Widgets: you either love 'em or hate 'em. If you're in the camp that finds it useful to scatter these tiny panes of information across your desktop, then the GeekTool will be up your street. It's designed to let you create customised widgets – or “Geeklets” as GeekTool likes to call them – containing all kinds of information. These Geeklets are then placed on your desktop where they can be easily customised in terms of appearance according to your individual whim.
GeekTool installs itself as a Preferences pane: once in place, launch the tool and you'll find three icons ready and waiting for you: File, Image and Shell. Each works in a slightly different way – for example, the File template is designed to let you display the contents of a specific file (typically something that updates regularly, like a log file), while Image can be used to display graph data from specific systems, an image from a public website (like a webcam) or simply an image file or folder full of images from your hard drive.
The Shell option is potentially the most powerful, as it allows you to use Unix commands to display information on your desktop – for example, type “date” into the Command box to display the date and time, then use the controls to customise how it looks and appears on-screen.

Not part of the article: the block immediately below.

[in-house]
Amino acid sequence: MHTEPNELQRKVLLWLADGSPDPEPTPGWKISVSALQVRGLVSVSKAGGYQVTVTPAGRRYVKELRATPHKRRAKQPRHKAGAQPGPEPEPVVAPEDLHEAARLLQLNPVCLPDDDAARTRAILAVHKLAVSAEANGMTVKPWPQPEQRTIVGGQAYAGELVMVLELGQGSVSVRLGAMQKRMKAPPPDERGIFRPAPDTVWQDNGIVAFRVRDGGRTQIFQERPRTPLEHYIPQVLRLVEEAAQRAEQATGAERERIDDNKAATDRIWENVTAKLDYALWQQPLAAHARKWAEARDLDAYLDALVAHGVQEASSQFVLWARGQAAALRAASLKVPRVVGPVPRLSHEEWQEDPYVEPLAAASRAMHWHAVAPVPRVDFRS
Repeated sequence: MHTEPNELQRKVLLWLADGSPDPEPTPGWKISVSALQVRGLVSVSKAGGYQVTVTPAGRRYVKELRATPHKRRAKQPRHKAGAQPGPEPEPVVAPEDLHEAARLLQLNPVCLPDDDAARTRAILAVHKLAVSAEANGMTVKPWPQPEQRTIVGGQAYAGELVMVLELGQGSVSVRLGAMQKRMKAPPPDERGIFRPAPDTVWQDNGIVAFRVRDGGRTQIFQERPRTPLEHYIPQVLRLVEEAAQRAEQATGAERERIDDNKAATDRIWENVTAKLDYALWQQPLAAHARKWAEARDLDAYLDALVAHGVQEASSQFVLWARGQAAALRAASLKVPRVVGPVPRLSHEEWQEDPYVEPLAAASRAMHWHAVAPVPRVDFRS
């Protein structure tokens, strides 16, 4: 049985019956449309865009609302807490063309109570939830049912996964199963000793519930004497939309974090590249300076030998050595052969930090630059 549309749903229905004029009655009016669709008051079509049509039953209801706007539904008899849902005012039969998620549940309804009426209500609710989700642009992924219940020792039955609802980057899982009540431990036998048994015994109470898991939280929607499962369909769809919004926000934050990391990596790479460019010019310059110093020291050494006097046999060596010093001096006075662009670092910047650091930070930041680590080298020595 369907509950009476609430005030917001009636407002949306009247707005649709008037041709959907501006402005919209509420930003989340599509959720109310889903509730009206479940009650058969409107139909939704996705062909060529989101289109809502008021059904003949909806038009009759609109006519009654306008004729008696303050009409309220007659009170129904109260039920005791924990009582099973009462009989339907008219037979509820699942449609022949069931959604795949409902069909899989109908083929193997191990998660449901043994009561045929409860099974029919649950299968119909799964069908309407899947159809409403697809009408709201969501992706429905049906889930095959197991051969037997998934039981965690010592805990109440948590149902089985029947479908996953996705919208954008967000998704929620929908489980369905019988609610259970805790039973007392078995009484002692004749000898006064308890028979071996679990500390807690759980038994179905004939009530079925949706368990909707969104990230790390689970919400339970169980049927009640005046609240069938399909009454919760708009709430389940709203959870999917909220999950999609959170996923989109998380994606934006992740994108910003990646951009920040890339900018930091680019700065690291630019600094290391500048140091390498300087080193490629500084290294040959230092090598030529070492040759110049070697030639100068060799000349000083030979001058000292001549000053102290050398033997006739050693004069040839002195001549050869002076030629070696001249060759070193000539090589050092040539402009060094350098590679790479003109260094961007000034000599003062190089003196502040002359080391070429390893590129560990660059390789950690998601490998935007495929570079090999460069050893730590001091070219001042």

When you're done customising your Geeklet, just click away from the GeekTools Preferences pane to hide its Preferences panel and see how it appears on-screen. Geeklets are actually placed in the layer between the actual desktop background and the Finder icons – to place them on the top-most layer so they're always visible, just tick “Keep on top”.
Geeklets can be organised into different groups – this allows you to select or de-select entire groups of Geeklets to show or hide them. Geeklets can be placed into multiple groups, ensuring core ones are always displayed.
It can be a little daunting getting started with GeekTools, so make sure you familiarise yourself with its capabilities and follow some tutorials at the GeekTools wiki, where you'll also find links to other websites showing off GeekTool to its best. You can also download example Geeklets from an official repository - just click the "Where do I start?" link to discover how to use them.